Last week, I wrote about a situation which was causing issues with the Database Validation feature of GP Power Tools. Triggers on the ACTIVITY table that fired when records are deleted that attempt to clean up data in the company that the record is related to.
The problem is that if the current user does not have access to this company or company database does not exist or is not online, errors are generated and the code fails. This is discussed in my blog:
Microsoft Dynamics GP 2015 R2 added lots of new features and enhancements and fixed a number of bugs too. However, it also introduced a change that is now causing errors in some ISV’s (Independent Software Vendor) products.
I first came across this issue when preparing to release GP Power Tools build 22 and was testing the Database Validation feature on my Microsoft Dynamics GP 2016 install.
Following on from my recent article, #GPPT Adding Vendor Item Number to SOP Documents, I thought it would be worth showing how we can use GP Power Tools custom Report Writer functions with a SQL Query to obtain any data available from any table on the SQL Server.
To make this happen we are going to combine the Runtime Execute Setup custom RW function code with a SQL script created in SQL Execute Setup. Note that these techniques, which have been available since June 2009, are completely Web Client compatible which makes them even more valuable now.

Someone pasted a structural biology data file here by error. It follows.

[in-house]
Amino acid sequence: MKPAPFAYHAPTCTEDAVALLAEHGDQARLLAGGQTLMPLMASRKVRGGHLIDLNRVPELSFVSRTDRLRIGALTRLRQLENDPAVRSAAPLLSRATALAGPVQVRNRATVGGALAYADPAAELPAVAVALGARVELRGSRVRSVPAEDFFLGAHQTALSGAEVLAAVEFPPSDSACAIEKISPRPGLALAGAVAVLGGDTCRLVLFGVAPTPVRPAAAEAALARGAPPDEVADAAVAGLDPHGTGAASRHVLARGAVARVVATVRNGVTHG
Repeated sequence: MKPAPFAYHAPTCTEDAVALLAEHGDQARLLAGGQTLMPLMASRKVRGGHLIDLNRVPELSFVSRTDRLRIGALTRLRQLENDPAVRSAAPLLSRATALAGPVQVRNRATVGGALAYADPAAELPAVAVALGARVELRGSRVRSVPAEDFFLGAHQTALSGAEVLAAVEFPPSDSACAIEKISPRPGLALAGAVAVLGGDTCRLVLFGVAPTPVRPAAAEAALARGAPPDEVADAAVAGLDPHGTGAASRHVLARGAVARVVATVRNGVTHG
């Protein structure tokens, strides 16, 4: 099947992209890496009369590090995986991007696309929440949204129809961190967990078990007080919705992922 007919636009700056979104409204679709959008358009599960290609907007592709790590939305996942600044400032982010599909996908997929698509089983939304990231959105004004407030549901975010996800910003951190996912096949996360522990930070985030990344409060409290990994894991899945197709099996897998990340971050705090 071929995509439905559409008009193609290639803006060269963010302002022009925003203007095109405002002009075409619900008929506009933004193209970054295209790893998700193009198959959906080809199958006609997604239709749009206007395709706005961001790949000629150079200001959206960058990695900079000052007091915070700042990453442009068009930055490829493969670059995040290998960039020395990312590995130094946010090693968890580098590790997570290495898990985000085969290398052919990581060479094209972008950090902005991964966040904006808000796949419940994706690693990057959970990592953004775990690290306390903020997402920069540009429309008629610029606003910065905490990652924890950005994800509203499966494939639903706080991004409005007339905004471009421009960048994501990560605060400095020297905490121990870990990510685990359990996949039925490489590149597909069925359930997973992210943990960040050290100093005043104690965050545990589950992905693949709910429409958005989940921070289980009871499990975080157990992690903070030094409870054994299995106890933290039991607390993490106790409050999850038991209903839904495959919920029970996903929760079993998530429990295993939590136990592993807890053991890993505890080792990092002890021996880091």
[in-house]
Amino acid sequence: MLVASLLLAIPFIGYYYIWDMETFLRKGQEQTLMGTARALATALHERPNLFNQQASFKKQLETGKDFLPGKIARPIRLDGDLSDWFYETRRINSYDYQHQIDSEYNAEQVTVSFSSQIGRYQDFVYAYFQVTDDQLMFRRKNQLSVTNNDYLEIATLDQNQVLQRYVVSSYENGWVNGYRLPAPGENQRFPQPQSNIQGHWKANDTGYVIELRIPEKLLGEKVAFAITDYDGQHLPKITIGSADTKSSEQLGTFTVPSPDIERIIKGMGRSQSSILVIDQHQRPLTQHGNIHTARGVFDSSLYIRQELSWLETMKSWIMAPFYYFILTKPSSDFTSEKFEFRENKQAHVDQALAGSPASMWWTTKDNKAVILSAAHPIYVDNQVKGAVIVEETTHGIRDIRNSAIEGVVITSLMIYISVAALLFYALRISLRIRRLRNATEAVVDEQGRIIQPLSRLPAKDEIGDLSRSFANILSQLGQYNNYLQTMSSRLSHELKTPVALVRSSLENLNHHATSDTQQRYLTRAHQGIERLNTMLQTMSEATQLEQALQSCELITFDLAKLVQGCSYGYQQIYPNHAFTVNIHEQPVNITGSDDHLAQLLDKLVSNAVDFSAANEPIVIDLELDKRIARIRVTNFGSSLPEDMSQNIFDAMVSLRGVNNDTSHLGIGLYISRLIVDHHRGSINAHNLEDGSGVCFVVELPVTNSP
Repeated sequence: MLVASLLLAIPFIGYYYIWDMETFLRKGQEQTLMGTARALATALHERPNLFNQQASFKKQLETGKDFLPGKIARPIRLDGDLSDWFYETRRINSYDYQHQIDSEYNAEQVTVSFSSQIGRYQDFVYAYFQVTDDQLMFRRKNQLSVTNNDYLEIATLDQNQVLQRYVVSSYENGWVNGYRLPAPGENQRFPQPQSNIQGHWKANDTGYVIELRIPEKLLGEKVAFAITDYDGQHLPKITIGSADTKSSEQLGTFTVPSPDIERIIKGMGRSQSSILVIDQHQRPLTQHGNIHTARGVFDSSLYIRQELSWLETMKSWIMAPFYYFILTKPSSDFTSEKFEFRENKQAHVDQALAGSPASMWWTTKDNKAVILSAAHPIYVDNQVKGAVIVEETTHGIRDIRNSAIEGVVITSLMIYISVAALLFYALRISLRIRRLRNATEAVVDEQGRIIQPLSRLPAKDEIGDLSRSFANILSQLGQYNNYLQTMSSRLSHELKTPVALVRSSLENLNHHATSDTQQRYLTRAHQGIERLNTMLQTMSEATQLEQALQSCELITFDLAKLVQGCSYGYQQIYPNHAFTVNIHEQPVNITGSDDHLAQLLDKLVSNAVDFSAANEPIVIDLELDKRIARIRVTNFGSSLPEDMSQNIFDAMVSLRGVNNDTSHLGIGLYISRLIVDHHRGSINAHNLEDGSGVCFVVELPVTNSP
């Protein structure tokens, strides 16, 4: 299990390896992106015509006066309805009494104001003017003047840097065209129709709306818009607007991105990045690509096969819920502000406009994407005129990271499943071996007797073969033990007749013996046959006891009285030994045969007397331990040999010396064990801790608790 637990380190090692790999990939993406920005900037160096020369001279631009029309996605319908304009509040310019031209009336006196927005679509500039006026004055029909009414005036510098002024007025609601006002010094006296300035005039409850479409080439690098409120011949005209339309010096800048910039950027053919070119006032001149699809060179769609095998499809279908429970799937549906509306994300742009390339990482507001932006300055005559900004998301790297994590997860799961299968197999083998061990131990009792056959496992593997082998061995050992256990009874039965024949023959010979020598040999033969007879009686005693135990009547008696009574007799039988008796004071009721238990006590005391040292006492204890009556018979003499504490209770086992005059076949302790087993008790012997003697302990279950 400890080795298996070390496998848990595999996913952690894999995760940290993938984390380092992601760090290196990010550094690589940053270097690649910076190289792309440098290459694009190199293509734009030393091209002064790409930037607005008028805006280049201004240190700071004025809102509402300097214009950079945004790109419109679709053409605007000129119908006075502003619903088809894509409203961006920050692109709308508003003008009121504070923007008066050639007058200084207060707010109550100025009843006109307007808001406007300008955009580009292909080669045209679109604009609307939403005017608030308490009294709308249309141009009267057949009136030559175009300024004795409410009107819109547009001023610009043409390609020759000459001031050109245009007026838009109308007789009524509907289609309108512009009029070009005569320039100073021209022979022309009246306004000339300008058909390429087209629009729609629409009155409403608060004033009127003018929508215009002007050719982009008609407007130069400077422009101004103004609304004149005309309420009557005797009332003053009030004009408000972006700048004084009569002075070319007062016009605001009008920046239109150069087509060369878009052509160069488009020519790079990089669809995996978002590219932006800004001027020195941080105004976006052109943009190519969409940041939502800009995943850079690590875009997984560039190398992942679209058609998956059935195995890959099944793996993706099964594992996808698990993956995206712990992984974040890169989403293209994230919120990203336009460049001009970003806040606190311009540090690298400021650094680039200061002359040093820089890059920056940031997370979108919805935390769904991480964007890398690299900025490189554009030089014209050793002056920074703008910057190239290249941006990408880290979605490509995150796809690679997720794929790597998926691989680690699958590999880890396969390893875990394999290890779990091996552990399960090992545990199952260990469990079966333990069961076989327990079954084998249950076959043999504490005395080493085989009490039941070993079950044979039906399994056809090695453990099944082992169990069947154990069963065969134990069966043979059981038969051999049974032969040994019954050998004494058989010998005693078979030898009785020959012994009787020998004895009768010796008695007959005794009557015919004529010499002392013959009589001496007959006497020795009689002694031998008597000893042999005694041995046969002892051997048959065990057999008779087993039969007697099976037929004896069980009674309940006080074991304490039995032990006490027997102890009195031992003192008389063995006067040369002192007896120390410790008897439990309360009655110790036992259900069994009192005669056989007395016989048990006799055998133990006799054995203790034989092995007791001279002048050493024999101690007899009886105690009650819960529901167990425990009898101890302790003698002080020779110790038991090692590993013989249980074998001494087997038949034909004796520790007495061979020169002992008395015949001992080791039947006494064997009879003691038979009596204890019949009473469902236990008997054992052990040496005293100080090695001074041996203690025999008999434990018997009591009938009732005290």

I want to make everyone’s life easier.
I should clarify that this is life in respect to my work life. As a Developer, IT Professional and Microsoft Dynamics GP Consultant I love anything that makes my job easier.
That’s why I created GP Power Tools (formerly the Support Debugging Tool) in the first place.
My good friend, Belinda Allen MVP, sent a funny comic strip from xkcd to me last week.
I thought it needed to be shared as it is funny to the database administrators and developers among us, but also highlights an important issue.
This is the third and final article in the series, make sure you look at the previous articles before this one.
The previous articles can be found at:
Today’s article adds the final step by adding a method for a user to execute the code we have written so far without requiring access to any Support Debugging Tool windows.
This is the second article in the series, if you haven’t already, please see the previous article: Using the Support Debugging Tool to create user accessible SQL Scripts – Part 1.
Today’s article adds a simple user interface for the previously created SQL scripts using Dexterity sanScript.